If you’ve already been to Florence, you might have noticed that right in front of the Duomo stands another landmark, the Florence Baptistery. Looking at this landmark, you might have noticed the presence of three bronze doors on the North, East, and South sides. These doors, known as ‘The Gates of Paradise’, encompass the beauty of the construction. Their fame stems not only from their uncontested beauty but also because of the stories and experiences behind their realization. In this guide, learn all about the Gates of Paradise and the other Florence Baptistry doors.
In this blog, we’ll cover:
The East Door
History Behind the Florence Baptistery’s East Door
The East Door drew its inspiration from the Old Testament. According to the famous Italian historian and architect, Giorgio Vasari, it was Michelangelo who named this door as “Heaven’s Door” after having seen it for the first time. This art masterpiece was constructed by Lorenzo Ghiberti, who worked on this portion of the Baptistery doors from 1425 until 1452. What we could admire today is a copy of the original panels that were removed after the tragic Florence alluvion in 1966. The original work is actually showcased at the Museum dell’Opera del Duomo.
Why was Ghiberti Chosen?
In 1424, Ghiberti was directly entrusted by the Florence jury with the decoration of the door without having to concur with other artists. Also, the jury decided to grant to the artist a total interpretative freedom as long as he would have portrayed some of the stories from the Ancient Testament selected by the fine historian Leonardo Bruni. The main theme chosen by Ghiberti is the Salvation. By carefully organizing the panel dispositions, he wanted to remind to the spectator the importance of God’s sacrifice and to create a raising emotional journey.
What does the East Door Depict?
The first two panels above show Adam and Eve and Cain and Abel. In the other panels below some characters from the Old Testament such as Noah, Joseph and Abram are displayed. What the spectator can experience by observing these panels in sequence, is a raising sense of drama and, at the same time, the salvational power of God. Also, this door is one of the first examples of the use of modern perspective in art. Ghiberti spent the last years of his life working on these panels. During the last period of decoration, he was helped by some of the most influential Renaissance artists such as Donatello, Michelozzo and Cennini.
The South Door
Who Created the South Door’s Panels?
The city of Florence searched for a long time, looking for the perfect artist to decorate this door. The first artisan entrusted with the work was Piero di Jacopo, but the final result seemed disappointing and the organization decided not to display these panels. Instead, they chose to keep looking for another artist. In 1329, Florence chose Andrea Pisano who worked on the project until 1336. It took more than a whole year for the Florentine organization to believe in Pisano’s potential. He was studied by the jury for a long time and he had to pass several exams, as we could say today, such as architectural drawing and panels decorating.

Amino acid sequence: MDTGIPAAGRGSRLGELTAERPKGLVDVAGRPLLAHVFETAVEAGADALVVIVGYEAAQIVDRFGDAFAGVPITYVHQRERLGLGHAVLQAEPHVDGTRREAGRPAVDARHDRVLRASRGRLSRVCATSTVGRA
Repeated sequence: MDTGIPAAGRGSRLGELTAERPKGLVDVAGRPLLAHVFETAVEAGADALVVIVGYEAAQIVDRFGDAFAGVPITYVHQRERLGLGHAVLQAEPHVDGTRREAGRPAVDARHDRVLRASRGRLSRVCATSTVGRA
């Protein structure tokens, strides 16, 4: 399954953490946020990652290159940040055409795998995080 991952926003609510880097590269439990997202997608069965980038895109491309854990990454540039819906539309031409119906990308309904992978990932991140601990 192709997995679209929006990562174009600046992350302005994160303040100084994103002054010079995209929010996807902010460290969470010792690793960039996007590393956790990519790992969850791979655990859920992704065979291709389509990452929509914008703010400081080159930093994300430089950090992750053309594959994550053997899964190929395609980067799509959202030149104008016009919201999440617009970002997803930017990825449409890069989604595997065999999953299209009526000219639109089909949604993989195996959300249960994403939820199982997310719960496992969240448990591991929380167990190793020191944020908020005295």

What do the Florence Baptistry’s South Doors Depict?
Pisano decided to decorate the first 20 panels with the most important episodes from the life of John the Baptist, dedicating the South Door of the Florence Baptistry to the history of John the Baptist. For the remaining 8 panels, Pisano decided to reproduce the four theological virtues and the four human virtues. The final message brought by these panels is the eternal contrast between life (left panels) and death (right panels). To find the real peculiarity of these panels, we have to observe their style. In fact, they seem to have a gothic influence which can prove how Florence was already exchanging and absorbing ideas from other countries. These panels are the proof that, despite the absence of papers or internet, ideas and styles were constantly exchanged in Europe.
The North Door
The Famous Gates of Paradise
Sixty-five years after Pisano’s South Door, the Florence administration decided to induce a public contest in order to find an artist able to decorate the North Door. Among other names, those of Lorenzo Ghiberti and Filippo Brunelleschi appeared. There are still many rumors around the actual winner of the contest. Ghiberti affirms in his autobiography that he was the only winner, while other sources mention a tie between the two artists. Despite the rumors tough, the Florentine administration entrusted Ghiberti with the decoration of the doors and his work started in 1402. The artist promised the jury that he would work alone, helped only by his father and produce three panels every year. The jury, in response, signed with the artist a contract where they committed to pay 200 fiorins per year to Ghiberti and his father.
What do the Gates of Paradise Depict?
In the decorated panels, the artist portrayed all the stories from the New Testament: from the Annunciation to the Pentecost. It’s necessary to read the panels starting from those below and to proceed until the top. Ghiberti chose this disposition to underline the sense of tragedy in the Christ Passion. Also, in the 26th panel, it’s possible to observe Ghiberti’s self-portrait, probably the first self-portrait executed during the Renaissance. Every panel is finely decorated and fulfilled with details, such as plants and landmarks. Ghiberti was one of the first artists to show a deep interest not only in the main characters of the scene, but also in the background. The Gates of Paradise are unique because of this very minor detail.
Florence carefully preserves The Gates of Paradise, a masterpiece from the Renaissance. Many people worldwide enjoy their beauty and evocative power.
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